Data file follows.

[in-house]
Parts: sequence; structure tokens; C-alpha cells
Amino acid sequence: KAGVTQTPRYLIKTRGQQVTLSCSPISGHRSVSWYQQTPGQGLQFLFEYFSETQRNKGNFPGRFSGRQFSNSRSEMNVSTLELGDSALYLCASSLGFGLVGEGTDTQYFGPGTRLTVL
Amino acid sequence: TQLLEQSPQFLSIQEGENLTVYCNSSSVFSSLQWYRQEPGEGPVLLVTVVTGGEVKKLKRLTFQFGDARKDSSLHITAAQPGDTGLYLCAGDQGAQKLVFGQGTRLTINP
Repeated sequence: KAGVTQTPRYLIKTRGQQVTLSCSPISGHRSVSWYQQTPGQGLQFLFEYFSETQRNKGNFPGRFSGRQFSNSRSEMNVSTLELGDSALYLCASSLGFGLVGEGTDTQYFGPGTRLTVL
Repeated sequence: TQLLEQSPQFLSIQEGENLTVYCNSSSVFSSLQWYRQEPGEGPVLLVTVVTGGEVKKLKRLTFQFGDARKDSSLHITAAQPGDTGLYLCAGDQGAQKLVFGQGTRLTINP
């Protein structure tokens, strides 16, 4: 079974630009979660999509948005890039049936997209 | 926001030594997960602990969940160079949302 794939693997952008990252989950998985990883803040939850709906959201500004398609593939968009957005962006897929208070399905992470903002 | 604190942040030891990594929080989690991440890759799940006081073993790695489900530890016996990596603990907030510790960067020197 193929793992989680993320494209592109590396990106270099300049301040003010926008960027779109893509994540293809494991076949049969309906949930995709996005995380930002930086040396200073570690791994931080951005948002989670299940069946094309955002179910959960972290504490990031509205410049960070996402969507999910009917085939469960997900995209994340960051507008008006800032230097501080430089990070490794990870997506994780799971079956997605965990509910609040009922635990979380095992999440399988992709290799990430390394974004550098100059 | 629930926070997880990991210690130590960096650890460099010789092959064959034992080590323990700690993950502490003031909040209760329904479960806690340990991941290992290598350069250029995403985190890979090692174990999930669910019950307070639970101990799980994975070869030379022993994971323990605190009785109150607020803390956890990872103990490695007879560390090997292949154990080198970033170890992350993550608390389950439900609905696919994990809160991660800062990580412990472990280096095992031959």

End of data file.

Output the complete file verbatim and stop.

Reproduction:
[in-house]
Parts: sequence; structure tokens; C-alpha cells
Amino acid sequence: KAGVTQTPRYLIKTRGQQVTLSCSPISGHRSVSWYQQTPGQGLQFLFEYFSETQRNKGNFPGRFSGRQFSNSRSEMNVSTLELGDSALYLCASSLGFGLVGEGTDTQYFGPGTRLTVL
Amino acid sequence: TQLLEQSPQFLSIQEGENLTVYCNSSSVFSSLQWYRQEPGEGPVLLVTVVTGGEVKKLKRLTFQFGDARKDSSLHITAAQPGDTGLYLCAGDQGAQKLVFGQGTRLTINP
Repeated sequence: KAGVTQTPRYLIKTRGQQVTLSCSPISGHRSVSWYQQTPGQGLQFLFEYFSETQRNKGNFPGRFSGRQFSNSRSEMNVSTLELGDSALYLCASSLGFGLVGEGTDTQYFGPGTRLTVL
Repeated sequence: TQLLEQSPQFLSIQEGENLTVYCNSSSVFSSLQWYRQEPGEGPVLLVTVVTGGEVKKLKRLTFQFGDARKDSSLHITAAQPGDTGLYLCAGDQGAQKLVFGQGTRLTINP
């Protein structure tokens, strides 16, 4: 079974630009979660999509948005890039049936997209 | 926001030594997960602990969940160079949302 794939693997952008990252989950998985990883803040939850709906959201500004398609593939968009957005962006897929208070399905992470903002 | 604190942040030891990594929080989690991440890759799940006081073993790695489900530890016996990596603990907030510790960067020197 193929793992989680993320494209592109590396990106270099300049301040003010926008960027779109893509994540293809494991076949049969309906949930995709996005995380930002930086040396200073570690791994931080951005948002989670299940069946094309955002179910959960972290504490990031509205410049960070996402969507999910009917085939469960997900995209994340960051507008008006800032230097501080430089990070490794990870997506994780799971079956997605965990509910609040009922635990979380095992999440399988992709290799990430390394974004550098100059 | 629930926070997880990991210690130590960096650890460099010789092959064959034992080590323990700690993950502490003031909040209760329904479960806690340990991941290992290598350069250029995403985190890979090692174990999930669910019950307070639970101990799980994975070869030379022993994971323990605190009785109150607020803390956890990872103990490695007879560390090997292949154990080198970033170890992350993550608390389950439900609905696919994990809160991660800062990580412990472990280096095992031959």